Changing your singing style is less about the sound you make, and more about the way you use your voice, and move it from note to note. Perhaps it’s the phrase shapes you use, such as many notes on one syllable, long phrases or short, single notes. Or even the type of accent or dialect you use when you sing (American, South London “reggae”, Motown, ‘Britpop’, operatic, Italian English etc).
For this article I’m going to focus on one aspect of vocal style – the way you can start and finish a note. Starting a note is called Making the Tone Onset, and it happens right at the beginning of a note, word or phrase.
You can onset a sound in several different ways. Each musical style will use different types of onset by default. Each artist usually has a few favourite ways of starting and finishing, so let’s explore.
I use the following exercise in my vocal studio to help my clients find out how to change their style. Classical or operatic singers usually use three standard onsets, so let’s begin with those. Let’s assume that you want to say the word “Ah”:
1. You can stop the breath before you begin by putting a glottal stop in front of the word or holding your breath “closed” before you say the word ( ‘ah! or ‘uh-’oh). This is the word of surprise or warning. If you do this correctly, you actually start with a silence!
2. Allow the breath to flow first, by adding an h to the start of the word (ha). If you do this correctly, your breath will already be moving before you make the note itself.
3. You can glide into the note without either breath or a stop by holding your breath “open” or “hovering” before you make the sound – (~ah). If you do this correctly, the sound and the breath happen together, and you get a very smooth start to the note – there’s no sound of breath flowing already, and there’s no sudden attack. This is in fact the one that classical singers use the most, because it’s a smooth, gliding onset.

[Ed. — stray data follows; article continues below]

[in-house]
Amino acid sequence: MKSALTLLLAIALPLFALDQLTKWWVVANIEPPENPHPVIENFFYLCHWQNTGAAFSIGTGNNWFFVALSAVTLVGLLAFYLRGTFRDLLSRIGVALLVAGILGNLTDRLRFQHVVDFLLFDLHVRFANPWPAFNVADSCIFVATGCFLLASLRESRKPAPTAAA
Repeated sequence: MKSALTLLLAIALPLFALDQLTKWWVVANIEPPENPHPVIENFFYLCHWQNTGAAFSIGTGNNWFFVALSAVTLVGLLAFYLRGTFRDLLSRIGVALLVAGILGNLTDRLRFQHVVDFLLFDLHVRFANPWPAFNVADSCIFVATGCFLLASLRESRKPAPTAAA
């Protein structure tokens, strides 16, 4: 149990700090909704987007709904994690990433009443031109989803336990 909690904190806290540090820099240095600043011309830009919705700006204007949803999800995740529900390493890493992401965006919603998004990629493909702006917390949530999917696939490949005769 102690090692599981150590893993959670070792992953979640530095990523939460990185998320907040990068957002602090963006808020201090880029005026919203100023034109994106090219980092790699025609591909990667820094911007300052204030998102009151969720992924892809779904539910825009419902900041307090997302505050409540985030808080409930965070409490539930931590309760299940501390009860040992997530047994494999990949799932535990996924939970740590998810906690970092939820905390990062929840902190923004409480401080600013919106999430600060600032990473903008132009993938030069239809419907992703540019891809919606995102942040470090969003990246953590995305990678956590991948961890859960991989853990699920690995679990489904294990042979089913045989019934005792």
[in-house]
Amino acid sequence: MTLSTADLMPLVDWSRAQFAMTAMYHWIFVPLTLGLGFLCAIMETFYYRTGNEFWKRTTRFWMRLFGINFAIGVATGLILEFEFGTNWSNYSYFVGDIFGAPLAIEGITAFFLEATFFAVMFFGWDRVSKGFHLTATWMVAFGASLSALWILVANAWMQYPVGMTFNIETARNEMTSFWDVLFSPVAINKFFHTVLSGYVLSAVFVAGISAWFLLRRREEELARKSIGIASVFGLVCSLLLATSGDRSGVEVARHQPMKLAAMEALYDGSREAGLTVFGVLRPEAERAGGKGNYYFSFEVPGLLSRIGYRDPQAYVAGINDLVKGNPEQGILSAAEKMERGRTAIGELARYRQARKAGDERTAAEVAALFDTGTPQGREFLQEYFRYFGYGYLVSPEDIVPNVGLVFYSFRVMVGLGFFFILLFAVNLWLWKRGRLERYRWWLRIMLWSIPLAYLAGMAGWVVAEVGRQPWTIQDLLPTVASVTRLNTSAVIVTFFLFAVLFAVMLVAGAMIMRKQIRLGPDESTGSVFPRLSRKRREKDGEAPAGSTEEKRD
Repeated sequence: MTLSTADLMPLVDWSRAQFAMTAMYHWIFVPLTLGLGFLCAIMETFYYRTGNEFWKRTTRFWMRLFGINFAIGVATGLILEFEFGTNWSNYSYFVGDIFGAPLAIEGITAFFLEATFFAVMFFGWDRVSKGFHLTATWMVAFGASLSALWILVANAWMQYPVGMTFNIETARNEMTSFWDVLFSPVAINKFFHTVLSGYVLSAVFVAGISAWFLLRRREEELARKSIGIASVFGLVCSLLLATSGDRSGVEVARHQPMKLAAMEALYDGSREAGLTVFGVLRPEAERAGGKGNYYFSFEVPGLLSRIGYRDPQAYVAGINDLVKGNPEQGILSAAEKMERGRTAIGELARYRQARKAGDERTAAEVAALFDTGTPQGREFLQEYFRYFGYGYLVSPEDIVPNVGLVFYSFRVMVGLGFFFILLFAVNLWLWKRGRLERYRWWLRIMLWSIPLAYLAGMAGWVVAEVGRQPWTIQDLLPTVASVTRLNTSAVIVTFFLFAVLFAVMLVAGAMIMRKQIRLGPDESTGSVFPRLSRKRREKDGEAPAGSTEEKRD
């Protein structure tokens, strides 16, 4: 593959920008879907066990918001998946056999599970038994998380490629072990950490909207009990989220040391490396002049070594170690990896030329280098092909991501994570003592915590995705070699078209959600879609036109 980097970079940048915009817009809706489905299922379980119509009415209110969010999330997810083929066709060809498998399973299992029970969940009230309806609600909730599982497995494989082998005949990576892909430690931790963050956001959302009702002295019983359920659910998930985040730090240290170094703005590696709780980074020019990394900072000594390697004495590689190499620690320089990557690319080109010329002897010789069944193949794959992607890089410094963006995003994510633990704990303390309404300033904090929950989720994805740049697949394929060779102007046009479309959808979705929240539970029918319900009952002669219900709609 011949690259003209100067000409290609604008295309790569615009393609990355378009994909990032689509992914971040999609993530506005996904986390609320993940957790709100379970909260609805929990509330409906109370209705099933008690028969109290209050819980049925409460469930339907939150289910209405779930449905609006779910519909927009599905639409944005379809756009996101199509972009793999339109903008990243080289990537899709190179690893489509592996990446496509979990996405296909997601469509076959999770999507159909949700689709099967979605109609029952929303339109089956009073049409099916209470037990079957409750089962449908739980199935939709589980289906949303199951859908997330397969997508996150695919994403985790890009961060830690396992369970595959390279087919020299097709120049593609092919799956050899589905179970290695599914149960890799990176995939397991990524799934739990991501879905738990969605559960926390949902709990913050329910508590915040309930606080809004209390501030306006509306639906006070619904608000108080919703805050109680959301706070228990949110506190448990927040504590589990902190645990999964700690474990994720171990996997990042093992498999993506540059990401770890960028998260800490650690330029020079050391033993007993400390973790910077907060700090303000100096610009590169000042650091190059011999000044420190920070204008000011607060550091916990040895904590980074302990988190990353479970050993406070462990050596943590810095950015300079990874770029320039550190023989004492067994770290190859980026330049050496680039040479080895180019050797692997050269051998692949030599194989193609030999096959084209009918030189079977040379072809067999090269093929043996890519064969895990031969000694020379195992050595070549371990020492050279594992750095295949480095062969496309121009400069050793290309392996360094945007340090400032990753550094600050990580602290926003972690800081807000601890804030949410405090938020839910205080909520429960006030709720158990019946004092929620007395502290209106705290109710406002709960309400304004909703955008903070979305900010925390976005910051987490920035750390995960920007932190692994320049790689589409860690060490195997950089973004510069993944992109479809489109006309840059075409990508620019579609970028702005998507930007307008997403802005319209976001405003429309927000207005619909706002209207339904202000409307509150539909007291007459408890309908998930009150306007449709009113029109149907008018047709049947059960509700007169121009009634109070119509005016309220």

Now let’s move to the pop and rock recording artists (and of course blues, soul, gospel, death metal, grunge – you get the picture…). Contemporary commercial music uses these three onsets, but they have much more fun using all sorts of new ones.
Here’s a few for you to play with:
- Creak like an old door opening. You can sometimes find this if you talk like you are really tired. It’s a really gentle sound and can mean you are being very tired or very sexy! If you do this correctly, your breath flow will be very small and slow, and the sound will “creak” into the note.
- Flip onto the note. This means that you usually start the note higher and flip down onto the “real” note. The most extreme cases sound like Tarzan, but it depends how much higher you start! This is a favourite with Country and Western singers. If you do this correctly, it’ll sound like a yodel or a “catch in the voice”.
- Squeeze the note! This is a more dangerous one (after all, that’s what it’s supposed to sound like). You start by aiming for the note in your head and squeezing it out of a tighter throat. The best version of this is to begin the note with the squeeze then open your throat quickly to get a clearer sound. If you do this correctly, you’ll stay on the same note but start it with a more muffled, “strained” sound and open onto a clearer note straight away.
Here’s a tip: onsets work best when the word starts with a vowel, but you can do them on words beginning with other letters. So start by using words such as “ah”, “yeah”, “oh”, and “uh”
And anything you can do to start a note, you can do to finish it. So experiment with these ideas:
- Sing a word and practise ending it with a creak.
- Do it again, but this time finish with a flip.
- Now sing the same word and end with a squeeze.
- Have fun mixing and matching
- Start a note with a squeeze and end with a flip
- Now start and stop with a creak
- Start with breath flowing and end with a creak.
Now that you’re getting the feel of these onsets and offsets, go back and listen to your favorite artist again. Remember that these onsets only happen at the very beginning of the note or phrase, and the offsets happen at the very end. Notice which onsets and offsets your singer uses.
In fact, they’ll use some of the sounds you’ve just learned and not others. That’s because their style includes certain things and excludes others, and they wouldn’t want to change their style too much, or they might lose you as a fan!
Once you’ve found these onsets in your own voice, sing a few lines of your favourite artist’s songs and experiment with using different onsets at the beginning of the phrases. When you copy the onsets and offsets they use, you start to sound much more like them.